On the road ahead a vehicle was parked and looked abandoned. A mile ahead, a bend in the road, was the main camp. Salem looked to make sure she was alone, then she approached the Cherokee jeep which had the Earth Made Paper logo on its side. She reached for the door and found it unlocked. Well, here was her first opportunity. She reached in and pulled the release for the gas tank and a small pop told her the cover had opened. She took her heavy pack from her shoulder. Anxiety made her mouth dry. It would take just a moment to pour in sugar. Then this jeep would be another piece of junk. As if she were working in slow motion, she raised the bag of sugar towards the gas inlet.
"I wouldn't do that if I were you!" The cold voice struck her like a viper.
She whirled around to see who had caught her.
The man was young, maybe in his late twenties, but several years older than she was. He held a clipboard in his hand and there was some kind of instrument hanging from a cord around his neck. He stood about 5'10", and had rebellious curly brown hair. His violet colored eyes bore into her like a drill bit.
"Why were you going to sabotage my jeep?
Salem glared at him but found she couldn't endure his menacing eyes.
"You are one of those people ruining the earth, " she snapped. "You have your fancy logo, 'Earth Made', yet you support clear-cutting and destruction of a pristine environment. I was trying to stop you and others like you!"
"So you are a tree-hugger and thought you could strike a blow for the noble tree by pouring sugar in my gas tank. That's a criminal offense, and I suspect the Earth Made Paper Company would take a dim view of your efforts. I suppose that knapsack is filled with sugar and you were going to sneak into camp and repeat your sabotage?"
Salem looked once again at the man who had caught her in the act. He was handsome, but there was something more to him. There seemed to be the beginning of a smile on his lips and it made her feel even more uncomfortable. Her stomach started to complain and she knew she was going to be sick. She struggled against it, but as the color left her face and she turned away with only a whimper, and quickly made it to the protection of a small Douglas fir before she vomited.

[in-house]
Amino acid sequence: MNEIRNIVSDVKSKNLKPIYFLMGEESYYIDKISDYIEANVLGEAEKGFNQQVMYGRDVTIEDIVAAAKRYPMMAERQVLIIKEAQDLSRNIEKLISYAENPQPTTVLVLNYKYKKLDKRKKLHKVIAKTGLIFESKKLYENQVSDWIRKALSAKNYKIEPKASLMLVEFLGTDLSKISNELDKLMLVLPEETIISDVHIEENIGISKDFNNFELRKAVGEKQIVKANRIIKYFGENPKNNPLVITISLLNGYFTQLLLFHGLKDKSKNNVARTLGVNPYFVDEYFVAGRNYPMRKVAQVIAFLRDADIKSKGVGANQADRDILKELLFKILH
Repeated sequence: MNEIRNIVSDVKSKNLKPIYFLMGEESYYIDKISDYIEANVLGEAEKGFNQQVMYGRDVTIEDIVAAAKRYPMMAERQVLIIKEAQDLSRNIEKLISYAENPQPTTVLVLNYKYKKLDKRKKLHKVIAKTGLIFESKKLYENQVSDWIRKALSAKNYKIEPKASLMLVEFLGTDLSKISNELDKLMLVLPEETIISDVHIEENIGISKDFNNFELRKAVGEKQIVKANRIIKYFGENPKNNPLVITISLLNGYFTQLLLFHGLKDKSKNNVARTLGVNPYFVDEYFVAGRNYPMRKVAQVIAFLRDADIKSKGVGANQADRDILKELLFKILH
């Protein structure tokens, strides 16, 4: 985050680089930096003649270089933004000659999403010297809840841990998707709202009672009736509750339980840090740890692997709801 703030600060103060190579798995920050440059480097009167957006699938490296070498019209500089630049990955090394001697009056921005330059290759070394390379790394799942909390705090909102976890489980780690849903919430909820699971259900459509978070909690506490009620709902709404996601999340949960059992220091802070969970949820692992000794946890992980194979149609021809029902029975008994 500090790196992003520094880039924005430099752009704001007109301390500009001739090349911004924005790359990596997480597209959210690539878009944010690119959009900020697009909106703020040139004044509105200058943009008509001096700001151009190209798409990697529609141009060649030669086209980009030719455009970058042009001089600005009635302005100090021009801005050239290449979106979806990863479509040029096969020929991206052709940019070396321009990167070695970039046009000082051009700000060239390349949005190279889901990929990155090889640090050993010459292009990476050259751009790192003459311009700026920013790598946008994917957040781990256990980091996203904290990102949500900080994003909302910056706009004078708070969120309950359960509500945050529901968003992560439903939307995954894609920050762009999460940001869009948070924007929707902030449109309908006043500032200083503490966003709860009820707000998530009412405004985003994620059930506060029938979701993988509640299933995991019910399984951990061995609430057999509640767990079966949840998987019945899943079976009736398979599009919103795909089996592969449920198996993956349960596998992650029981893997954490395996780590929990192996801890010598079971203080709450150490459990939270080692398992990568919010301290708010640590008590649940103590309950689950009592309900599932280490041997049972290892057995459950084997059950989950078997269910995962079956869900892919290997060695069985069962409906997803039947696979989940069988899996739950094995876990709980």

The taste of bile and the humiliation of being sick, being caught and failing was not what Salem had planned for her day. Soon she'd be handed over to the RCMP or to the security police at the Earth Made Paper -- a division of that damn Earth Resources conglomerate that specialized in sucking out the resources of the earth -- she'd be in jail.
She stood up again and still had the awful taste in her mouth. It wasn't supposed to be like this. She looked for her captor, but where he had been, was now vacant space. She turned and saw him holding a small towel.
She looked at his eyes, those purple eyes and wondered what lay behind them. Was he being gallant, a knight in shining armor coming to the aid of a poor damsel? That image didn't seem to help her as she took the offered towel then washed her mouth out with the Gatorade.
"Thank you, that was kind of you."
"Well, I believe it might be better if you came with me. I suspect the group and your friends will soon get restless and there will be another staged media event. Some people might be hurt. The loggers are fighting for their jobs and they take a dim view of your efforts to put them out of work."